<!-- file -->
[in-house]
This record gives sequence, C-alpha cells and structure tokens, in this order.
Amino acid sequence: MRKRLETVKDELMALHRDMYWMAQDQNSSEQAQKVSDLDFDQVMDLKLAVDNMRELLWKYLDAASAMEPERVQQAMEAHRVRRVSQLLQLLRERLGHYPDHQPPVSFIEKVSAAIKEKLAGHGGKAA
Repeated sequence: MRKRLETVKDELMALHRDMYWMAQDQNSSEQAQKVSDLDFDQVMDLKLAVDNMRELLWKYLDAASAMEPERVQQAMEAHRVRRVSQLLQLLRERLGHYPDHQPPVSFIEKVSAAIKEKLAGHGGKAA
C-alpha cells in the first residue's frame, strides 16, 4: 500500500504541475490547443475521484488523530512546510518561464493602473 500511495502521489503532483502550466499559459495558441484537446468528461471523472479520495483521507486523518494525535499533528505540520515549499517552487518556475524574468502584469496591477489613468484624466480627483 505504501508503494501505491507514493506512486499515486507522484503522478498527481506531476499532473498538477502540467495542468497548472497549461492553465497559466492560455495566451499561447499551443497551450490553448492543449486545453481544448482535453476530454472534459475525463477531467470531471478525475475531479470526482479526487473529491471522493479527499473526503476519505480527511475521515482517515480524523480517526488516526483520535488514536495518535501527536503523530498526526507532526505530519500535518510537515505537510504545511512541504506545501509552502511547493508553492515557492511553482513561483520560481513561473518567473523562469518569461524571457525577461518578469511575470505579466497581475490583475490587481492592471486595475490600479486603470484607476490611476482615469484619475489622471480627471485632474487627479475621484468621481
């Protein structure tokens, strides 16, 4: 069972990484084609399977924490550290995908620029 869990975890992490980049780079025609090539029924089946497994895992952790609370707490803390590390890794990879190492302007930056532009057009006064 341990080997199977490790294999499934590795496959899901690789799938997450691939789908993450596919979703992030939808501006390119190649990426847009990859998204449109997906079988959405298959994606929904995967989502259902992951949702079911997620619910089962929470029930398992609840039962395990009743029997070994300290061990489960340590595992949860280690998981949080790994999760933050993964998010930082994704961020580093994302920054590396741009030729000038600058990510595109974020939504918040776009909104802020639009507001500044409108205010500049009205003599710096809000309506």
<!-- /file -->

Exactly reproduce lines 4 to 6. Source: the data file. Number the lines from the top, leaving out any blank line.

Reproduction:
Repeated sequence: MRKRLETVKDELMALHRDMYWMAQDQNSSEQAQKVSDLDFDQVMDLKLAVDNMRELLWKYLDAASAMEPERVQQAMEAHRVRRVSQLLQLLRERLGHYPDHQPPVSFIEKVSAAIKEKLAGHGGKAA
C-alpha cells in the first residue's frame, strides 16, 4: 500500500504541475490547443475521484488523530512546510518561464493602473 500511495502521489503532483502550466499559459495558441484537446468528461471523472479520495483521507486523518494525535499533528505540520515549499517552487518556475524574468502584469496591477489613468484624466480627483 505504501508503494501505491507514493506512486499515486507522484503522478498527481506531476499532473498538477502540467495542468497548472497549461492553465497559466492560455495566451499561447499551443497551450490553448492543449486545453481544448482535453476530454472534459475525463477531467470531471478525475475531479470526482479526487473529491471522493479527499473526503476519505480527511475521515482517515480524523480517526488516526483520535488514536495518535501527536503523530498526526507532526505530519500535518510537515505537510504545511512541504506545501509552502511547493508553492515557492511553482513561483520560481513561473518567473523562469518569461524571457525577461518578469511575470505579466497581475490583475490587481492592471486595475490600479486603470484607476490611476482615469484619475489622471480627471485632474487627479475621484468621481
């Protein structure tokens, strides 16, 4: 069972990484084609399977924490550290995908620029 869990975890992490980049780079025609090539029924089946497994895992952790609370707490803390590390890794990879190492302007930056532009057009006064 341990080997199977490790294999499934590795496959899901690789799938997450691939789908993450596919979703992030939808501006390119190649990426847009990859998204449109997906079988959405298959994606929904995967989502259902992951949702079911997620619910089962929470029930398992609840039962395990009743029997070994300290061990489960340590595992949860280690998981949080790994999760933050993964998010930082994704961020580093994302920054590396741009030729000038600058990510595109974020939504918040776009909104802020639009507001500044409108205010500049009205003599710096809000309506």